Is Your Child Too Old to Nap?
By the time baby's first birthday rolls around, you could probably write a love letter to naptime. It's a rare chance to binge-watch TV, eat a snack (without sharing!), have an uninterrupted conversation with a friend, and tackle all those two-handed tasks you've been neglecting.
Unfortunately, like all good things, these midday siestas must come to an end. Though every kid is different, "most children give up daily naps sometime between 3 and 5 years of age," says Elizabeth Pantley, author of The No-Cry Nap Solution. But regardless of when it happens, ditching the daytime snooze can be challenging for both you and your child. These tips can help make the transition to nap-free living a little easier.
Signs Your Child is Ready
Before you eliminate daily slumbers, make sure your child is ready for the no-naps milestone. Obviously, your preschooler isn't going to waltz up to you one day and say, "Hey, Mom, I'm done with the whole napping thing." So you have to look for the signs, which may include:
- New bedtime struggles. "When a child no longer needs to sleep in the afternoon, it becomes difficult for him to fall asleep at the usual bedtime," says Elizabeth Super, M.D., a pediatric sleep medicine physician at OHSU Doernbecher Children's Hospital, in Portland, Oregon. The nap throws things off because your child doesn't need the extra sleep. As a result, he may take longer to fall asleep at night, go to bed later, or wake up earlier in the morning.
- Resisting naps. Instead of the normal fuss-and-go-right-to-sleep routine, your kid's naptime resistance may go into overdrive. She may keep getting out of bed, whine endlessly about not wanting to take a nap, or not fall asleep at all.
- A good disposition. Kids who are ready to give up daytime dozing will be able to maintain a generally stable mood all day sans nap. Obviously, your child will have normal ups and downs, but for the most part, she'll be in good spirits and will have enough energy to make it from morning to bedtime.
- Easy mornings. If, even without a nap, your child sleeps well all night, and usually wakes up on his own and in a pleasant mood, that may be an indication he's ready to be nap-free, Pantley says.
Signs Your Child Isn't Ready
- Naps are painless. Responding positively to naps and falling asleep easily, or putting up very little resistance but eventually dozing off and sleeping for an hour or longer means your child may still need to rest during the day, says Pantley.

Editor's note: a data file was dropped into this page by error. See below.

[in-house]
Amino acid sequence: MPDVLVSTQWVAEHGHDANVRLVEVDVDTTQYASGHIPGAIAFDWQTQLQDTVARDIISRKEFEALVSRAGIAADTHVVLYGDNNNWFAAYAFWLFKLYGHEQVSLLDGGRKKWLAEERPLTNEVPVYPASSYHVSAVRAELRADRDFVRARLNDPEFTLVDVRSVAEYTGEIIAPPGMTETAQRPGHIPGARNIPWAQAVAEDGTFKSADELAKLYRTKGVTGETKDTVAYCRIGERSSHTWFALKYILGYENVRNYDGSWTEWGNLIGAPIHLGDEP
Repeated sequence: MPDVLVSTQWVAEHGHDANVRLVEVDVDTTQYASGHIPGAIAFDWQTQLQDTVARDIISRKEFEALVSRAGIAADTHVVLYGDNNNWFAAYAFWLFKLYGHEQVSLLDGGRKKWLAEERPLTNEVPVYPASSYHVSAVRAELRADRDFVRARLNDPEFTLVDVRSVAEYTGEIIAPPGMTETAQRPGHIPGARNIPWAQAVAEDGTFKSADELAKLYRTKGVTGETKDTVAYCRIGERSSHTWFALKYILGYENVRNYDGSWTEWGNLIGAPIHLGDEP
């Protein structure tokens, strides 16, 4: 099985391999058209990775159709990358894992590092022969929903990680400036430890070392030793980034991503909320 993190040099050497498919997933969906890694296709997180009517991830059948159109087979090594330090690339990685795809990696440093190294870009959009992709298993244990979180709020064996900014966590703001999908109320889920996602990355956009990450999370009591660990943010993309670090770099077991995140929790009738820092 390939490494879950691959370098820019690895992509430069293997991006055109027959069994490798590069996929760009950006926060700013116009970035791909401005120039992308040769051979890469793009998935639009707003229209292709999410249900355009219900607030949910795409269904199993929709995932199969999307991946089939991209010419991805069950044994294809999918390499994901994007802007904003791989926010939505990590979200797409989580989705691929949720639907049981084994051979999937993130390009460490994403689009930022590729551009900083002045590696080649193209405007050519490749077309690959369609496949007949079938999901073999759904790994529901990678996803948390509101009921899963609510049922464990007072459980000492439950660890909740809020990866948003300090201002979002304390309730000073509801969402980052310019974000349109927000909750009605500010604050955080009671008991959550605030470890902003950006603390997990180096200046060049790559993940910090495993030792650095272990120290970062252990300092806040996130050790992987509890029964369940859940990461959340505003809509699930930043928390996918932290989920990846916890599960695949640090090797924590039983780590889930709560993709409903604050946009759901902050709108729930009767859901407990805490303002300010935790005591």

- Attitude in the afternoon. If your kid is irritable, fussy or just hard to please in the evening after a skipped nap, that's a clue she still needs the extra rest.
- Dozing off in the car. Remember how car rides helped your little munchkin slip into dreamland when he was a baby? If a missed nap means he falls asleep during a short drive, he's probably not ready to give up naps just yet.
- Sleepy signs. Though she may not verbally tell you she's sleepy, your child's body language will let you know. Yawning, eye rubbing, being especially quiet and less active, or having a slightly glazed look in the eyes may mean she needs more shut-eye.
- Revved-up energy. Sometimes, instead of looking and behaving as if they're exhausted, overtired children become fidgety, antsy, or hyperactive.
Make the No-Nap Transition Easier
Put it on paper. Still not sure if your child is ready to say adios to siestas? "Keep a sleep log—time in bed, time asleep, time they wake—and write a couple notes about their behavior for the day," says Dr. Super. After a week or two, you may see a pattern and be able to make a better decision about whether you should forge ahead with nap eliminations or hit the pause button.
Don't ban naps. Your child won't go from napping daily to never napping again overnight. "There will likely be a transition period of several months, even as much as half a year, when your child needs a nap some days but is fine without it on others," Pantley says. So let him sleep if he needs it, but take notice if a child older than 6 starts napping again every day, advises Jose Colon, M.D., M.P.H., a child neurologist and author of The Magic Ice Cream Palace, a children's sleep book. It may be a sign that he isn't getting enough sleep, or has a sleep disorder that should be discussed with the pediatrician.
Replace naps with quiet time. Taking a break in her bedroom or another non-busy area of the home is a good way for your child to recharge. (She can still choose to nap if she really needs it, Dr. Colon points out.) Start with 15- to 30-minute increments of quiet time, then gradually increase the time, up to about an hour, with periodic check-ins. Provide books, kid-friendly art supplies, puzzles, or a few quiet toys she can play with on her own to prevent boredom.
Be consistent. Just as you were consistent with naps, you need to be consistent with quiet time as much as possible. Try to have it at the same time each day—for instance, after lunch—and in the same designated area. If you make it predictable, your child will come to expect it, which means she'll probably put up less resistance. And hey, she may even begin to look forward to it.
Bump up bedtime. If, during the transition, your child shows signs of sleepiness or has regular afternoon meltdowns, try putting him to bed 20 minutes to an hour earlier, Dr. Colon says.